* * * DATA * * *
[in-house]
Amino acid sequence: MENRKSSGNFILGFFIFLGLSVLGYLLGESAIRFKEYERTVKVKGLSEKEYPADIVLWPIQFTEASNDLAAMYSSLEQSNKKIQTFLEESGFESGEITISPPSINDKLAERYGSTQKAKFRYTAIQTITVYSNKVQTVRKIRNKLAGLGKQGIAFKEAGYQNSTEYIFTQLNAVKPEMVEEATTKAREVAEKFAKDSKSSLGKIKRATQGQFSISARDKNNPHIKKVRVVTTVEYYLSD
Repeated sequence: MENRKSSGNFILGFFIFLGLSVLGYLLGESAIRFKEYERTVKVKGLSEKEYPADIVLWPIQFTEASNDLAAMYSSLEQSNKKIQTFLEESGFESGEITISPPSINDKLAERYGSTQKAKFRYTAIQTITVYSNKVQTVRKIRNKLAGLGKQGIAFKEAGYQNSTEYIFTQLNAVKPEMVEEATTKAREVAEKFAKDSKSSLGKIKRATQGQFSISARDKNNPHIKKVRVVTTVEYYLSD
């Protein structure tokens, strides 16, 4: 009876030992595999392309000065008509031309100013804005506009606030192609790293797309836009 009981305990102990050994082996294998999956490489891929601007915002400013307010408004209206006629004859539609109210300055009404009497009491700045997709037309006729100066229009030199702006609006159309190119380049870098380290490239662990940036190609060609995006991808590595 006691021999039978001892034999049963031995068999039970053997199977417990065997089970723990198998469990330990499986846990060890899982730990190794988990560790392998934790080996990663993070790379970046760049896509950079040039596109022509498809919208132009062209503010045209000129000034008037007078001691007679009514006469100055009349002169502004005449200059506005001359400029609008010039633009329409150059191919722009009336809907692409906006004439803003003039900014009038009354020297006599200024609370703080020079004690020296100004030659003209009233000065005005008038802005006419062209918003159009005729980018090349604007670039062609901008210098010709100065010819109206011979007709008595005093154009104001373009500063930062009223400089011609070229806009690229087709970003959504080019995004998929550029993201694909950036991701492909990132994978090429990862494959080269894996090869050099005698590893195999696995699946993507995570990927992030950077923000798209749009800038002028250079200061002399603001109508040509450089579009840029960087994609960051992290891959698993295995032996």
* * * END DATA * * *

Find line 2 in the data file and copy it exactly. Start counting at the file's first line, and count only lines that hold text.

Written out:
Amino acid sequence: MENRKSSGNFILGFFIFLGLSVLGYLLGESAIRFKEYERTVKVKGLSEKEYPADIVLWPIQFTEASNDLAAMYSSLEQSNKKIQTFLEESGFESGEITISPPSINDKLAERYGSTQKAKFRYTAIQTITVYSNKVQTVRKIRNKLAGLGKQGIAFKEAGYQNSTEYIFTQLNAVKPEMVEEATTKAREVAEKFAKDSKSSLGKIKRATQGQFSISARDKNNPHIKKVRVVTTVEYYLSD